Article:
Today we dug up a big bowl of potatoes...enough potatoes to last us (4 adults) for a week, with a bit leftover. They came from 3 plants, a miniscule fraction to the number we planted. If the rest of what we dig up looks this good, and they don't get any disease, we will have a constant supply of potatoes through February, I think. Maybe longer.
I'm planning to plant another batch of potato seeds in the coming weeks (the last planting opportunity). Hopefully we'll harvest that crop by the end of April, extending my supply through Winter. Unless our rate of consumption of them is higher than I estimated, of course.
I'm very excited about this success, because my family consumes a lot of potatoes and so far, potatoes have been among the few vegetables that I've had to consistently buy.
Site selection: I've tried various options to grow potatoes - car tyres, containers, designated areas to build towers and just planting plain into the ground. I know other people have seen great success with the the tyre/container/tower options, and I wish I could too, because it's a very good use of space. However, so far the only crops that have grown well are the ones planted directly into beds. I'm OK with that for now, because I have a reasonable amount of space. But I still want to make a success of the other options in the future.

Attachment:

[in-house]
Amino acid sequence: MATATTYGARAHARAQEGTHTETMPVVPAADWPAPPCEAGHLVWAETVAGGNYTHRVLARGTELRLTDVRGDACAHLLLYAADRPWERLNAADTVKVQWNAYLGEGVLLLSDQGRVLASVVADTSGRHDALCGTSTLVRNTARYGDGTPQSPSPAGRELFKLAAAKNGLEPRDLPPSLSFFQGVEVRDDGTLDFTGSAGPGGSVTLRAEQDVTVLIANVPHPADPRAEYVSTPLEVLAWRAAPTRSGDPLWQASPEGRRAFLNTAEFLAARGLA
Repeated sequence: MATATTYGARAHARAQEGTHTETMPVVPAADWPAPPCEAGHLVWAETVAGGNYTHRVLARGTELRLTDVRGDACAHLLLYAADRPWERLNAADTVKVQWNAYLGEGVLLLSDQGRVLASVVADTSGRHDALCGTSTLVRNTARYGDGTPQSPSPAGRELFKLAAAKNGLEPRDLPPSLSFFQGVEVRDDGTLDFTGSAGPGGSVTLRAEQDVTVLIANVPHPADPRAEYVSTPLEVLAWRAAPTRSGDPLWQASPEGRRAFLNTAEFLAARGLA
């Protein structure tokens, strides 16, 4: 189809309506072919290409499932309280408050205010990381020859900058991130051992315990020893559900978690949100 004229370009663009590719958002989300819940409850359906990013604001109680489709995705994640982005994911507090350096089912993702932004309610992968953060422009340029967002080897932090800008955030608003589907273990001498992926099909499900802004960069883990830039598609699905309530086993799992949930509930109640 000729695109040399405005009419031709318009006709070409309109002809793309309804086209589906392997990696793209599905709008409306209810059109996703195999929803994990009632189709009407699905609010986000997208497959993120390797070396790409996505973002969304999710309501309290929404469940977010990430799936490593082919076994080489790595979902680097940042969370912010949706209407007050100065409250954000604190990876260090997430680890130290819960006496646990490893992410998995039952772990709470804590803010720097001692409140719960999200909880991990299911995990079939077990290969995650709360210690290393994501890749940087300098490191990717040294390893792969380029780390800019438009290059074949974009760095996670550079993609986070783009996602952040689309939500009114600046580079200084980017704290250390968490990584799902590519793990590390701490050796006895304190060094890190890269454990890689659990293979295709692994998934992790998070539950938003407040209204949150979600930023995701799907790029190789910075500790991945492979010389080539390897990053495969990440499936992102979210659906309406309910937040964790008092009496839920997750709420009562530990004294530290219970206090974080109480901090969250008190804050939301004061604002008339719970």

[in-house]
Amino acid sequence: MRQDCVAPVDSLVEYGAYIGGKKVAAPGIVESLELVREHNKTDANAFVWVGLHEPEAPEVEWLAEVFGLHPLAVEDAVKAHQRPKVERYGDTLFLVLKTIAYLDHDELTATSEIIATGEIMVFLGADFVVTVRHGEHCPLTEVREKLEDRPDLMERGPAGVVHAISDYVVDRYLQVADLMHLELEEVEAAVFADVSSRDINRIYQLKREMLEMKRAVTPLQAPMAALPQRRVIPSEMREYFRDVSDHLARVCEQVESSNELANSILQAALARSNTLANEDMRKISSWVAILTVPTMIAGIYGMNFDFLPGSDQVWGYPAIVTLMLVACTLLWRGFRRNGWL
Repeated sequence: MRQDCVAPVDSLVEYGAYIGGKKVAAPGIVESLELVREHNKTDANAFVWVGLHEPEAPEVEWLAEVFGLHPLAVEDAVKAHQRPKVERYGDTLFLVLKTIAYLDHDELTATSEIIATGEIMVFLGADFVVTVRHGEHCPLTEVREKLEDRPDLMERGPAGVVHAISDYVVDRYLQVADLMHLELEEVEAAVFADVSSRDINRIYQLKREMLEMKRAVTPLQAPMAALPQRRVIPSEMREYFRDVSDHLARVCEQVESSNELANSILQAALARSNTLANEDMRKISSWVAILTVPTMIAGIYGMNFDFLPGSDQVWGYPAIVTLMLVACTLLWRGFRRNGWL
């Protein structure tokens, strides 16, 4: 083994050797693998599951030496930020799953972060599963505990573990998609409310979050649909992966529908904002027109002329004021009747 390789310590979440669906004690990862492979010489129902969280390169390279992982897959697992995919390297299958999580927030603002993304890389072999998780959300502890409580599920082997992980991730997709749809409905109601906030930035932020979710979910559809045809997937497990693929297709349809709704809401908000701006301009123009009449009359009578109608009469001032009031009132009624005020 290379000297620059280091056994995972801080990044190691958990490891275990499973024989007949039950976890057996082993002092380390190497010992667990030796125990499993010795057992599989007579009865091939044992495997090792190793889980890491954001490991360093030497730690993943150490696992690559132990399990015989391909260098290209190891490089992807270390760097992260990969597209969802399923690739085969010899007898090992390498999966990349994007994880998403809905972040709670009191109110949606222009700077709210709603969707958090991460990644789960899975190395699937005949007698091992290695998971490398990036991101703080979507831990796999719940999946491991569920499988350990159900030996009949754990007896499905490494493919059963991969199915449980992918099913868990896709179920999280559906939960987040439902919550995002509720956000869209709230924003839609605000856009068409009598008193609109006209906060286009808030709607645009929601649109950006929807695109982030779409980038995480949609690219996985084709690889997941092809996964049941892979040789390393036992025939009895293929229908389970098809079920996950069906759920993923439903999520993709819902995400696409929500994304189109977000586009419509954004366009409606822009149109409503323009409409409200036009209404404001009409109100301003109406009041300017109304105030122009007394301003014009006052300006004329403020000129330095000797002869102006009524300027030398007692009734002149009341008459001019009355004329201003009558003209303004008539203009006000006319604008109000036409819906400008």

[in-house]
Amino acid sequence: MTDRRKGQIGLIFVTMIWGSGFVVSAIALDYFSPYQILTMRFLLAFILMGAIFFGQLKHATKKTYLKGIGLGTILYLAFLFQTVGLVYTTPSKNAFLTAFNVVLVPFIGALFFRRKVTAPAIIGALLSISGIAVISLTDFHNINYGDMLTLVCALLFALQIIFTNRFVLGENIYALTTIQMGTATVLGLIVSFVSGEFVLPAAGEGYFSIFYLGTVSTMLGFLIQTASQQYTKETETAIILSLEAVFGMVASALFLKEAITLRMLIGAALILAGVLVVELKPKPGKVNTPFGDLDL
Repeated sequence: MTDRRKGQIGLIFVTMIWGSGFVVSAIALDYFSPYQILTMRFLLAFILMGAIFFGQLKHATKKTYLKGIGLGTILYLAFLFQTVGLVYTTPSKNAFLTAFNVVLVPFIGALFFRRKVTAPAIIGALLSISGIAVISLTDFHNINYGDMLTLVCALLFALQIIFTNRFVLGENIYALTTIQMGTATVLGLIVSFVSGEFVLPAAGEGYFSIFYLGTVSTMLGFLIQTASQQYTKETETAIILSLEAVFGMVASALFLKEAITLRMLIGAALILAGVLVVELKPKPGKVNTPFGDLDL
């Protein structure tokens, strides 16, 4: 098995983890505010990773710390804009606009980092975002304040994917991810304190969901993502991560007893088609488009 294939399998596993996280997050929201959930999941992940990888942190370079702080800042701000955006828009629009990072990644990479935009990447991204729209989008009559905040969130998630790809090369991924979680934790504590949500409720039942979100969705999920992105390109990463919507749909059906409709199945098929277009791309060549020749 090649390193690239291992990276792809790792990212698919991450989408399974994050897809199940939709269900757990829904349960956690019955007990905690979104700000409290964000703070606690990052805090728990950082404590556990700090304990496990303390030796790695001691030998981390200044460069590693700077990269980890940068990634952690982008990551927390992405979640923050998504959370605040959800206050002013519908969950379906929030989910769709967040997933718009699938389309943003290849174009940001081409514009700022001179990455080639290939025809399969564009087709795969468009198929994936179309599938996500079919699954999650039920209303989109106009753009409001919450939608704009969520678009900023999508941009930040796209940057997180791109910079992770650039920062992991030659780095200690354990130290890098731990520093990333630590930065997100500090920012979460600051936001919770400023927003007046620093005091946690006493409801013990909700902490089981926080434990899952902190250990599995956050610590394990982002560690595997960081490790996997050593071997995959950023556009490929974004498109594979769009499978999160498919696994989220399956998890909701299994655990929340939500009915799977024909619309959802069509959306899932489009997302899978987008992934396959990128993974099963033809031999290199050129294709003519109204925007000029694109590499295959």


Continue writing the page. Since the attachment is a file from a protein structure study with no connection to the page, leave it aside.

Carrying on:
Soil Preparation: I've tried to grow potatoes numerous times, with little success and I've come to realise that a bit part of the problem was the lack of soil preparation. This time, we mixed the soil with manure, let it sit for a while, planted and then mulched very heavily. So even when it was dry and rain was not coming, the plants still continued to grow reasonably well. So yeah.. that advice about soil preparation and mulching? Do it!! It really made a difference.
The Planting Process: I struggled to source potato seeds locally, so eventually I just took a bunch from my kitchen supply, bought from the supermarket and stuck them in the beds. We planted the seeds in rows around 12 inches apart.
Caring For The Plants: As the plants grew, we dug the soil from between the rows and built mounds to cover the tubers. This is a semi-arid area and temperatures can get into the mid-thirties ( degrees Celcius) even though it's Spring, so put on a lot of mulch over the soil every time we expanded the mound and made sure that the plants were watered well. We were fortunate enough not to have to deal with potato diseases like dry rot.
Harvesting Potatoes: Generally a crop is ready for harvesting after 10 weeks of planting. For now though, we're slowly digging up a few plants when we need some, but I know that closer to winter, we're going to have to dig up everything when vines die.
In the coming weeks, I'm going to try out a number of recipes for the potatoes. My favourite is potato salad. I love the tuber creamy with mayo, chives, black pepper with optional egg/chopped cucumber/ peas/bacon. This time I went with boiled eggs from our hens, and the salad was accompanied by pot roast chicken, with a bit of fresh chilli adding a bit of a kick to the chicken to contrast nicely with the salad.
I used the drippings from the roast to make an onion/tomato/kale dish to go with the meal. Waaay too much fat I know, but it was delicious. The ingredients also came from the garden.
P.S. Today my younger SIL gave me a nice phone that has a decent camera, so I'll start taking more photos from the garden and posting them here.